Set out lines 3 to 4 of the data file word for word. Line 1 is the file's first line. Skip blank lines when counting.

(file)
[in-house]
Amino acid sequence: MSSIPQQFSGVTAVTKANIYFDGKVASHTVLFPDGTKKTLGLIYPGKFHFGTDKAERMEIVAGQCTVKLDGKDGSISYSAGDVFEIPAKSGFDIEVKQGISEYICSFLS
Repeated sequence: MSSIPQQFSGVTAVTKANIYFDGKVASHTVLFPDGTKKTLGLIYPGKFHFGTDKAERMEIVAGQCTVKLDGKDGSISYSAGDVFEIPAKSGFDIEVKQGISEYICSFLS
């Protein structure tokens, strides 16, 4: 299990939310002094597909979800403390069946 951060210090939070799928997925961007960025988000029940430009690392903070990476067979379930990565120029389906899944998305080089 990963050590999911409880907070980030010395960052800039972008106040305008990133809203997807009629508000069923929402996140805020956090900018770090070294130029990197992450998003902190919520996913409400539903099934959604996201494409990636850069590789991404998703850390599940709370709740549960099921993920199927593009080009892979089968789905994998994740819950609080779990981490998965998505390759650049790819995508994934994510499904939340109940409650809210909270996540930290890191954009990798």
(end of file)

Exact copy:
Repeated sequence: MSSIPQQFSGVTAVTKANIYFDGKVASHTVLFPDGTKKTLGLIYPGKFHFGTDKAERMEIVAGQCTVKLDGKDGSISYSAGDVFEIPAKSGFDIEVKQGISEYICSFLS
């Protein structure tokens, strides 16, 4: 299990939310002094597909979800403390069946 951060210090939070799928997925961007960025988000029940430009690392903070990476067979379930990565120029389906899944998305080089 990963050590999911409880907070980030010395960052800039972008106040305008990133809203997807009629508000069923929402996140805020956090900018770090070294130029990197992450998003902190919520996913409400539903099934959604996201494409990636850069590789991404998703850390599940709370709740549960099921993920199927593009080009892979089968789905994998994740819950609080779990981490998965998505390759650049790819995508994934994510499904939340109940409650809210909270996540930290890191954009990798």